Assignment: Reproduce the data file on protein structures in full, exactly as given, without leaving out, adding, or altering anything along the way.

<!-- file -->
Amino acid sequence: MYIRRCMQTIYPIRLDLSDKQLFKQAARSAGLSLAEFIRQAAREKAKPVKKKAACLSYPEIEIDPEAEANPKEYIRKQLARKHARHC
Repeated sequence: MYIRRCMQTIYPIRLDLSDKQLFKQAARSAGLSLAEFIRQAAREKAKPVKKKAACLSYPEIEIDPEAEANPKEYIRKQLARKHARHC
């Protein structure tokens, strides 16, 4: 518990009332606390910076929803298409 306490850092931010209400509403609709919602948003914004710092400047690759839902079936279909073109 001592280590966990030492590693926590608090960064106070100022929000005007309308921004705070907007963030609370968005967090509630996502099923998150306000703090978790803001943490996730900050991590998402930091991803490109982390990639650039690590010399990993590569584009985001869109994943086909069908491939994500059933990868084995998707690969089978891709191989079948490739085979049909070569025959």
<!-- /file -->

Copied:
Amino acid sequence: MYIRRCMQTIYPIRLDLSDKQLFKQAARSAGLSLAEFIRQAAREKAKPVKKKAACLSYPEIEIDPEAEANPKEYIRKQLARKHARHC
Repeated sequence: MYIRRCMQTIYPIRLDLSDKQLFKQAARSAGLSLAEFIRQAAREKAKPVKKKAACLSYPEIEIDPEAEANPKEYIRKQLARKHARHC
């Protein structure tokens, strides 16, 4: 518990009332606390910076929803298409 306490850092931010209400509403609709919602948003914004710092400047690759839902079936279909073109 001592280590966990030492590693926590608090960064106070100022929000005007309308921004705070907007963030609370968005967090509630996502099923998150306000703090978790803001943490996730900050991590998402930091991803490109982390990639650039690590010399990993590569584009985001869109994943086909069908491939994500059933990868084995998707690969089978891709191989079948490739085979049909070569025959």